The Cyclical Nature of the Spiritual Life


by Katie Harmon-McLaughlin, Spiritual Formation Specialist
Re-blogged from: Connect-Engage-Inspire

I have not always loved the liturgical year. It once felt like empty ritual, something distant and unfamiliar. At best, it was a structure for worship that reminded us when it was time to celebrate Christmas and Easter.

Lately, the annual rhythm of living through our Christian story has become formational in my own spiritual life. Living, year after year, through the story of expectant waiting and new birth reminds me of the new thing God is doing within and around me. Living, year after year, through the story of death and resurrection pierces my soul with the truth of what I need to let go for fuller life in God. All the in-between green on the liturgical calendar jars my complacence in everyday living and awakens me to the holy present in the ordinary.

What is perhaps most comforting, or challenging, about living through these cycles of faith is that we never “get there.” Though we see many things in culture through a linear lens, the spiritual life is more like a spiral. This is not a new idea in our tradition, yet I find I need constant reminders! In an achievement-oriented world, what does it mean that our spiritual lives are always a work-in-progress? What does it mean that every Christmas there is still new life, and every Lent there is still more to simplify?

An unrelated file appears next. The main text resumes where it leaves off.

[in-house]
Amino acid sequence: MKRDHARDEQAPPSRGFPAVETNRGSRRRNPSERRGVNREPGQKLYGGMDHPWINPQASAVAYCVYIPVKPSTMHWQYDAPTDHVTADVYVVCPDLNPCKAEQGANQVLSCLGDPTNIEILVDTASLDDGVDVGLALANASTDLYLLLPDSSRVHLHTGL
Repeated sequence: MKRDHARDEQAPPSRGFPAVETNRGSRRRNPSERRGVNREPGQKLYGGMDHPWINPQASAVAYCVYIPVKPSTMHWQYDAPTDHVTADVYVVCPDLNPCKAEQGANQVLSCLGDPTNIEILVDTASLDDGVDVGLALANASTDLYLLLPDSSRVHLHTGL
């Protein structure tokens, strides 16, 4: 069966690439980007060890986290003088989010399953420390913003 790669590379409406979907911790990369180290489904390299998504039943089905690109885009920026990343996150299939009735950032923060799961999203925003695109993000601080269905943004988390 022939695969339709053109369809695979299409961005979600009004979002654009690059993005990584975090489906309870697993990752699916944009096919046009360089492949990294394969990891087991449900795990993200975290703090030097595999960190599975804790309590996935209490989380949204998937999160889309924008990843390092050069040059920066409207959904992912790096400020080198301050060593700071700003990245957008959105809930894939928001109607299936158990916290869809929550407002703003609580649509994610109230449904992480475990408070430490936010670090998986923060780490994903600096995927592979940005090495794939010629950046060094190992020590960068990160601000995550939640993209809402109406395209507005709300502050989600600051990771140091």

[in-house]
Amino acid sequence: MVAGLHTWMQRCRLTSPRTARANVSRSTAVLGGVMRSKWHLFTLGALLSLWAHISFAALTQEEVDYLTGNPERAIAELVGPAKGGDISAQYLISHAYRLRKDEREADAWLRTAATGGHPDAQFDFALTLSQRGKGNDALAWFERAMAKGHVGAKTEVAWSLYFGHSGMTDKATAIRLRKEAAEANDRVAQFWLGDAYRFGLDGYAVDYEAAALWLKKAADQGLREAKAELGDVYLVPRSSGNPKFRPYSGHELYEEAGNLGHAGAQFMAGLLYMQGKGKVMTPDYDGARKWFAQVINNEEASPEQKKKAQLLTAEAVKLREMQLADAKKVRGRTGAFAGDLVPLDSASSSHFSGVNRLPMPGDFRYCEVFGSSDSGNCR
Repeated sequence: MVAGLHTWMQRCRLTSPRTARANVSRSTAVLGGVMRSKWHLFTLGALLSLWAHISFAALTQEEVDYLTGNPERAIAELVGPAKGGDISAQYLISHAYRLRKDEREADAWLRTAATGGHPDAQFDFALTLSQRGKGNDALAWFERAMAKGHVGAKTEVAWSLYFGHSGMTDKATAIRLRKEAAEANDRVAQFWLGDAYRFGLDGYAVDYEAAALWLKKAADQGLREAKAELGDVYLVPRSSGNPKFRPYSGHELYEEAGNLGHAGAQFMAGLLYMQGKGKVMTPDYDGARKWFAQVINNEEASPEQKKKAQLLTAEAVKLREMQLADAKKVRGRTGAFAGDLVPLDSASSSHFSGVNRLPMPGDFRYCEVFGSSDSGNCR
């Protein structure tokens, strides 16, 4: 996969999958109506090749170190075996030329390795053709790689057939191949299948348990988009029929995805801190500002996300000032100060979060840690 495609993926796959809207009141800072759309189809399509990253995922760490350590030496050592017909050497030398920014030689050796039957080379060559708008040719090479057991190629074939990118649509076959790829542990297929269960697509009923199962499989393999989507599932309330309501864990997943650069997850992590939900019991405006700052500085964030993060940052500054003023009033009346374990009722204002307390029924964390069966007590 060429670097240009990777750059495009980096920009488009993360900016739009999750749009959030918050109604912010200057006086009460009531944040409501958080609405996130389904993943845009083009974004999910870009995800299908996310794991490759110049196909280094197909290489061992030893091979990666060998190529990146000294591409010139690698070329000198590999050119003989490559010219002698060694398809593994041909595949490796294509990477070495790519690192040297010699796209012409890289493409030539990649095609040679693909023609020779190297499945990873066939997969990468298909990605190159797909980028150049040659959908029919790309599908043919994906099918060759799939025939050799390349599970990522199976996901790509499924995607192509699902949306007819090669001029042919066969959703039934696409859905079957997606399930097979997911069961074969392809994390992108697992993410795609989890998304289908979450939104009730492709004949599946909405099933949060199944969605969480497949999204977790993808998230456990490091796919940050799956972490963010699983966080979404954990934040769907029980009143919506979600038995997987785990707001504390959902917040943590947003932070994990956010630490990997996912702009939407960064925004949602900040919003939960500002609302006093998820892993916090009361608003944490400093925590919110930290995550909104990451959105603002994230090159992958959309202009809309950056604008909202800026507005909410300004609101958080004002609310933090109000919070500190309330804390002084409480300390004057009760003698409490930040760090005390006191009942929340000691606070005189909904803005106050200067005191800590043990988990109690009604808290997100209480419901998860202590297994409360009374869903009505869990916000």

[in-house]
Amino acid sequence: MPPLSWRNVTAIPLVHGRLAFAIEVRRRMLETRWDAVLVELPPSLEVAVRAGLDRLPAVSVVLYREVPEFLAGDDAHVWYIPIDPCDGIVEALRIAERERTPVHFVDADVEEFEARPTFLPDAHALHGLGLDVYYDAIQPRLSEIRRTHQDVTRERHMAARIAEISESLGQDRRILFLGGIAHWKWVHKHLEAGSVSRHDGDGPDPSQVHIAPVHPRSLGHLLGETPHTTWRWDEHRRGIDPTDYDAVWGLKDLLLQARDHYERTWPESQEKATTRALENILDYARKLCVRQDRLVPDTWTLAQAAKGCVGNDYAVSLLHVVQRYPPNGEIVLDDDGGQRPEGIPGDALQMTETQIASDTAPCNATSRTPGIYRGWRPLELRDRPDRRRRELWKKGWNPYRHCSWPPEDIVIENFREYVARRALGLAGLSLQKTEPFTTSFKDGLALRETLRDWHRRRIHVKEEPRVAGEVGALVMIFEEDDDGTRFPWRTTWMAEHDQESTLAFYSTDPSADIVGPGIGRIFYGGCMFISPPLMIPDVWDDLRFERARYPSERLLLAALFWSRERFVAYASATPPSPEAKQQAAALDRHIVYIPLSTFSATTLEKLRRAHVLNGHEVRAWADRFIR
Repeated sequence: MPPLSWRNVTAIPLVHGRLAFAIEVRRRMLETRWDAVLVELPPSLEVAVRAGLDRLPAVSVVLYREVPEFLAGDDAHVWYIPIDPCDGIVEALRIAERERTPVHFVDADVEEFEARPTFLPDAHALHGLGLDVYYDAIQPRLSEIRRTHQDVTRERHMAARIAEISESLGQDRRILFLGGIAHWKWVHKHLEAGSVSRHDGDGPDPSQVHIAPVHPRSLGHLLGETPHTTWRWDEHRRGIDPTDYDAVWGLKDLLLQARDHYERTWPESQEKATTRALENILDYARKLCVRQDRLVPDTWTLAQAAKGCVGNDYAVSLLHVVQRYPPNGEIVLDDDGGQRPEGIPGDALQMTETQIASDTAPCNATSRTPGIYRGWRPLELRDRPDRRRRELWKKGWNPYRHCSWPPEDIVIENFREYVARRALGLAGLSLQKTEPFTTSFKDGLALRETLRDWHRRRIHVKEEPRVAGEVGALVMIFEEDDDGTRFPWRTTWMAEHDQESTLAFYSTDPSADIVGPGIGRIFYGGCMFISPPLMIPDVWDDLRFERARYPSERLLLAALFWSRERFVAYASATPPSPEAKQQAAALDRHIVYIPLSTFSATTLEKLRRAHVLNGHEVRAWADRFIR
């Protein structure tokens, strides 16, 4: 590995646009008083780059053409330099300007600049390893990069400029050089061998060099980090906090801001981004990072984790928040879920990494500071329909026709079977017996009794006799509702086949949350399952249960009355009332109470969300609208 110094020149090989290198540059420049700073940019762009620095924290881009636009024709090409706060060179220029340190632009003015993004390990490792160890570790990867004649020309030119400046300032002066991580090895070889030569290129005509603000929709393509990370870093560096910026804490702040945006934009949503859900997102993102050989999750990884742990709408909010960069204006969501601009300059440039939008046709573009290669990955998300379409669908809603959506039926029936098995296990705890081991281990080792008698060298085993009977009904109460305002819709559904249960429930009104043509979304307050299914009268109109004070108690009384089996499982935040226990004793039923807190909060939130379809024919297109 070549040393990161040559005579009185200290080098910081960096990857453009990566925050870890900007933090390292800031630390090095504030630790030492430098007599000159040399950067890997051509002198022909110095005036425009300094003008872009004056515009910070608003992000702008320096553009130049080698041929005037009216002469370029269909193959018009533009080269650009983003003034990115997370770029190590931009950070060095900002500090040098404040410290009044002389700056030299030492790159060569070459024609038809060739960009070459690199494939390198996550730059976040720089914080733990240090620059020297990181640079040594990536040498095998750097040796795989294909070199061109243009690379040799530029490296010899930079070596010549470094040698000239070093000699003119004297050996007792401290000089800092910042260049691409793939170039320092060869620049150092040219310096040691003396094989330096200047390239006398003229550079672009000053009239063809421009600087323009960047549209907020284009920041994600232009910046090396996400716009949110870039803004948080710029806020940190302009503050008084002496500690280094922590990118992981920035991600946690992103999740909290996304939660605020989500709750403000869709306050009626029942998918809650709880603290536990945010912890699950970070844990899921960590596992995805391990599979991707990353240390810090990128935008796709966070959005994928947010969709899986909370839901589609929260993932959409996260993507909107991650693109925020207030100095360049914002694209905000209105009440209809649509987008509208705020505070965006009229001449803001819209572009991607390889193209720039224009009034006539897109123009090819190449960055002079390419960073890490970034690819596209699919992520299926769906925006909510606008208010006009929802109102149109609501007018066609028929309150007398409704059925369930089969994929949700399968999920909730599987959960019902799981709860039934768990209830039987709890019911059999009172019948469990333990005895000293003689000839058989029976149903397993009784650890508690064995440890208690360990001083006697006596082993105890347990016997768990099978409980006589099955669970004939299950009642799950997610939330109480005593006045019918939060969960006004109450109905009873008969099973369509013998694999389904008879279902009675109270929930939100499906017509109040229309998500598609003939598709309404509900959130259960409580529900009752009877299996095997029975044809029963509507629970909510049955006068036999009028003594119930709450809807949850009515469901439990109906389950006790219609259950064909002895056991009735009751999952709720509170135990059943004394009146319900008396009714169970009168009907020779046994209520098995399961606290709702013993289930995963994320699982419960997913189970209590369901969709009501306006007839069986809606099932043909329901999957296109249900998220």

The liturgical year is just one of many vehicles to help us visualize the necessary spiritual cycles. The seasons are another. What do I release in fall? What lies dormant in winter? What comes to life in spring? What receives fullest expression in summer? Ask your own questions—there are many!

Of course, we can go through our daily lives without paying attention to these cycles and miss the formational opportunities within them. We can sit through church Sunday after Sunday and never connect Epiphany to the light within our own souls. We can hear the stories of Jesus and never wonder about the Gethsemane moments of our own lives.

The hope is that as we live through these ancient patterns of faith, we become more like the one we seek. Over time these perennial stories come to expression in the world. It becomes harder to walk past the hungry when you’ve just heard for the hundredth time how Jesus fed the 5,000. You may hold back your own stone of judgment after being reminded again that no one is perfect. You may even find friendship with someone different than yourself after listening to yet another sermon on the good Samaritan.

Blessings on the journey! May your own work-in-progress spiritual life grow deeper in God as you cycle through another year of faith!

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